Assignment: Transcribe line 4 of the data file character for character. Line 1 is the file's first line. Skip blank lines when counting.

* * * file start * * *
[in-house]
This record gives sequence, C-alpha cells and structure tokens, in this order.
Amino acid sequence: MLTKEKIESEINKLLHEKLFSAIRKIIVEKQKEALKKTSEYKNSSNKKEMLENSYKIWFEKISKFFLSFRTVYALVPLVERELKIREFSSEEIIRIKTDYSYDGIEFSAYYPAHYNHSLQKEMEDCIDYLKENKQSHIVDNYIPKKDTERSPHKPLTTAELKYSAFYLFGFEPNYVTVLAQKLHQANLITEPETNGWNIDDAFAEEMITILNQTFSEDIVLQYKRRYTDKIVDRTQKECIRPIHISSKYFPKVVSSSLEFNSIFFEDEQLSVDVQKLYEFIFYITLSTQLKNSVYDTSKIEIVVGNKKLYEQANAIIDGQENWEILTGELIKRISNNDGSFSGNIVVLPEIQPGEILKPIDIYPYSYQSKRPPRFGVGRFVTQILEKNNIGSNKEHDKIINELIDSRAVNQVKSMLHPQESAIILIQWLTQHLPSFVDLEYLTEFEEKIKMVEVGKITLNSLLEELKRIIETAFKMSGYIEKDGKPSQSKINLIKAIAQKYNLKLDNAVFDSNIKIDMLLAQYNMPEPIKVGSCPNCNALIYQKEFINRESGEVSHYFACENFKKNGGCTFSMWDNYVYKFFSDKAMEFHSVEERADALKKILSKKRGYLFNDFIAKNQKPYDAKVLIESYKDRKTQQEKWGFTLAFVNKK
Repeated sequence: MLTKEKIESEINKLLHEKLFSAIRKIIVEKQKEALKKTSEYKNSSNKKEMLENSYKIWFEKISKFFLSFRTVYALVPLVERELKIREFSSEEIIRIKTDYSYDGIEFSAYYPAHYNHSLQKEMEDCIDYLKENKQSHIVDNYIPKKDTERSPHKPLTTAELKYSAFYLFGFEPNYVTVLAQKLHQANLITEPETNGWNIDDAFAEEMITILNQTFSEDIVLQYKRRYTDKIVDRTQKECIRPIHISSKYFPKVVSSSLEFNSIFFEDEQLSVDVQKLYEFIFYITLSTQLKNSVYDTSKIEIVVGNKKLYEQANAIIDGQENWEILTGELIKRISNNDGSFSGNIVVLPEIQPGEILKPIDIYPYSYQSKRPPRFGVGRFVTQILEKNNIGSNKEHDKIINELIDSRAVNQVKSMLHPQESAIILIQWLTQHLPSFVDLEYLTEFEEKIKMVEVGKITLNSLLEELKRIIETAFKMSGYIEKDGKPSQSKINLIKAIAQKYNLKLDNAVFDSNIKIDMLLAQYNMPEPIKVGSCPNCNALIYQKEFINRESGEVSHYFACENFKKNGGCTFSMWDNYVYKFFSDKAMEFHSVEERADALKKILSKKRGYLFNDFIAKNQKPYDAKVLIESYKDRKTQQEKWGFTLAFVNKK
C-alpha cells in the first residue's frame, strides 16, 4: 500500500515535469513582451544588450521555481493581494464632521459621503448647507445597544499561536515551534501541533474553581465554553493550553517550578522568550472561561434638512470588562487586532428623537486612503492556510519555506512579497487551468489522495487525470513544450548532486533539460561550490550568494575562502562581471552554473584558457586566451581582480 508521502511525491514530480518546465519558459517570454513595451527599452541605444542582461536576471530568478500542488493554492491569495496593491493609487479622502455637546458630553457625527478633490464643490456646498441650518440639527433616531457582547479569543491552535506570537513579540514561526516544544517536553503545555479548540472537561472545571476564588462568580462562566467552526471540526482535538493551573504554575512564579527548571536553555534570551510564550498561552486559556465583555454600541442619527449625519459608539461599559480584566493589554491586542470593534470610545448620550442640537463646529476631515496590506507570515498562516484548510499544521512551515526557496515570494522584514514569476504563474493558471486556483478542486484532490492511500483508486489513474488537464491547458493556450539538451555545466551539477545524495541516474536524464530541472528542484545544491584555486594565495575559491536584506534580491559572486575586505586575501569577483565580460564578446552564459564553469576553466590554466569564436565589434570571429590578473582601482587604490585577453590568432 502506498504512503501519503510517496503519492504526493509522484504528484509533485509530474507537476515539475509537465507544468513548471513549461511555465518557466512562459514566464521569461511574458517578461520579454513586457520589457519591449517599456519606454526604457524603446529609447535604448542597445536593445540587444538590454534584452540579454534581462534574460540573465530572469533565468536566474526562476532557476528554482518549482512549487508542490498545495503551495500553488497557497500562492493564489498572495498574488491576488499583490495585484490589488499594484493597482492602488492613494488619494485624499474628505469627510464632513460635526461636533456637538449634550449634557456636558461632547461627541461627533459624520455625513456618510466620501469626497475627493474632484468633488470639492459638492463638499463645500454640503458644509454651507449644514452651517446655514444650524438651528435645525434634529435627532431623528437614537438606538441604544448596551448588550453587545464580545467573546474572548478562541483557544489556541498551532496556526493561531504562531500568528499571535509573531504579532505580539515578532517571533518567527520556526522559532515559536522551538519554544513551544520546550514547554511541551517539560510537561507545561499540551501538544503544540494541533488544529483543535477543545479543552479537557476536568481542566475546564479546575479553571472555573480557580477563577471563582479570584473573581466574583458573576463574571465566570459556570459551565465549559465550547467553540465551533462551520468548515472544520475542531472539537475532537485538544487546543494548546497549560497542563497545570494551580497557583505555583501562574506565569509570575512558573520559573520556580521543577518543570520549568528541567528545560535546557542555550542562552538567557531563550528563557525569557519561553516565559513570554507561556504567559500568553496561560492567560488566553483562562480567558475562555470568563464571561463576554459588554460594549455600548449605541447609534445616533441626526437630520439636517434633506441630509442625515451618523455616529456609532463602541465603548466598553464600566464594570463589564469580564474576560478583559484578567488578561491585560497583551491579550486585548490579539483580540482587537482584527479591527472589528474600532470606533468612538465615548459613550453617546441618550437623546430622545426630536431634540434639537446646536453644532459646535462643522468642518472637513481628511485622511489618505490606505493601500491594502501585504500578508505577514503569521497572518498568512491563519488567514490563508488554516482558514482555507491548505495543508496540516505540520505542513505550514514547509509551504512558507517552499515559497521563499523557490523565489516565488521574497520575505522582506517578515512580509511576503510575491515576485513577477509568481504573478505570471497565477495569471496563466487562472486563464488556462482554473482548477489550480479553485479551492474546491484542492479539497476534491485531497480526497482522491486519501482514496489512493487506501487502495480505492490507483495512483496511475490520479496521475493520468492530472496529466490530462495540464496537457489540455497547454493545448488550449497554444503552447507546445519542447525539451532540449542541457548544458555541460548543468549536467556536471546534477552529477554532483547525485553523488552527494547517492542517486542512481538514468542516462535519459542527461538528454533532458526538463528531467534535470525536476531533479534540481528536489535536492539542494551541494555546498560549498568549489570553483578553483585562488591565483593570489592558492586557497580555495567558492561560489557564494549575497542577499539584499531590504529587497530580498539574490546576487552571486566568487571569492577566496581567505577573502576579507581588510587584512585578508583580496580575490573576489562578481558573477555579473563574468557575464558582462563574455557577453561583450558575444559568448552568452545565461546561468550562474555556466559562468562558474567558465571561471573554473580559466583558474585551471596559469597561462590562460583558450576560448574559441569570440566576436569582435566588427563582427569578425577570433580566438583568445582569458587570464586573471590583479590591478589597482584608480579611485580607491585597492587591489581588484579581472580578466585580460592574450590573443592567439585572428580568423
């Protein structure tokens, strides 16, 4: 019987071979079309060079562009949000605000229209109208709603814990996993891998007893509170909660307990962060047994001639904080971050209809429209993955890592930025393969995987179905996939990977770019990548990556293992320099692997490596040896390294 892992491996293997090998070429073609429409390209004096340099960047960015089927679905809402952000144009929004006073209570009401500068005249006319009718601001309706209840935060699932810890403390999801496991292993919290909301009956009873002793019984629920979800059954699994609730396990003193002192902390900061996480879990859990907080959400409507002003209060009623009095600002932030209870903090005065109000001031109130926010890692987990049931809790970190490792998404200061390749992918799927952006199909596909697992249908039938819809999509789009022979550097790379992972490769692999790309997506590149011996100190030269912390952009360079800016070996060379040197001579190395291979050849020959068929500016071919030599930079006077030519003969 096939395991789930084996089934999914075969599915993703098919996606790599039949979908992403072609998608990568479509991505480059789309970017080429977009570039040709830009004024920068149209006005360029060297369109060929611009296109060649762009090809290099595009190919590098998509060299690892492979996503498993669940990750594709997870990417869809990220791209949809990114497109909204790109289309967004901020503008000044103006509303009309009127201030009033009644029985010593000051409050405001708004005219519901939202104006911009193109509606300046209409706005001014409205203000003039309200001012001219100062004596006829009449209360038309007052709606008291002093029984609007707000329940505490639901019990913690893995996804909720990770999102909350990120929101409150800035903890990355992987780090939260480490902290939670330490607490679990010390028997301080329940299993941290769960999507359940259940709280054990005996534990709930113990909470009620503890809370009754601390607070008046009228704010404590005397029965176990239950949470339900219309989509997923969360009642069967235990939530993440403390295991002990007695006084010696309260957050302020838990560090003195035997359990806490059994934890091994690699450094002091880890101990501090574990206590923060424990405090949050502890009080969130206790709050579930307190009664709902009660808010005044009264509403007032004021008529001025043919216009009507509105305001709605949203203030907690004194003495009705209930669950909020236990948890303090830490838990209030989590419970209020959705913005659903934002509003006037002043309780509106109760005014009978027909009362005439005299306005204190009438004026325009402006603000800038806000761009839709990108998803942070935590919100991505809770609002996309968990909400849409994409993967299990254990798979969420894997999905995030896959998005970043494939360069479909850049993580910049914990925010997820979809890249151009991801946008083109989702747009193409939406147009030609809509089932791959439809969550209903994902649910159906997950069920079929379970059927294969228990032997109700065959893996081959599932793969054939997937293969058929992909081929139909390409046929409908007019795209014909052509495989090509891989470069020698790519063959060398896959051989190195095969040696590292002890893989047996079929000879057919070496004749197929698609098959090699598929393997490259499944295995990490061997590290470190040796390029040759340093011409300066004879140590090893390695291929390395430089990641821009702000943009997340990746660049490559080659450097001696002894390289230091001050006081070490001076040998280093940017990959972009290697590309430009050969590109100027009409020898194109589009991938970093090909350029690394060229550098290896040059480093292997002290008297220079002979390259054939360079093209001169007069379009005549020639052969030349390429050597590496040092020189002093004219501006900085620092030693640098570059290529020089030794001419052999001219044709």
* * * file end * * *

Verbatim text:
Repeated sequence: MLTKEKIESEINKLLHEKLFSAIRKIIVEKQKEALKKTSEYKNSSNKKEMLENSYKIWFEKISKFFLSFRTVYALVPLVERELKIREFSSEEIIRIKTDYSYDGIEFSAYYPAHYNHSLQKEMEDCIDYLKENKQSHIVDNYIPKKDTERSPHKPLTTAELKYSAFYLFGFEPNYVTVLAQKLHQANLITEPETNGWNIDDAFAEEMITILNQTFSEDIVLQYKRRYTDKIVDRTQKECIRPIHISSKYFPKVVSSSLEFNSIFFEDEQLSVDVQKLYEFIFYITLSTQLKNSVYDTSKIEIVVGNKKLYEQANAIIDGQENWEILTGELIKRISNNDGSFSGNIVVLPEIQPGEILKPIDIYPYSYQSKRPPRFGVGRFVTQILEKNNIGSNKEHDKIINELIDSRAVNQVKSMLHPQESAIILIQWLTQHLPSFVDLEYLTEFEEKIKMVEVGKITLNSLLEELKRIIETAFKMSGYIEKDGKPSQSKINLIKAIAQKYNLKLDNAVFDSNIKIDMLLAQYNMPEPIKVGSCPNCNALIYQKEFINRESGEVSHYFACENFKKNGGCTFSMWDNYVYKFFSDKAMEFHSVEERADALKKILSKKRGYLFNDFIAKNQKPYDAKVLIESYKDRKTQQEKWGFTLAFVNKK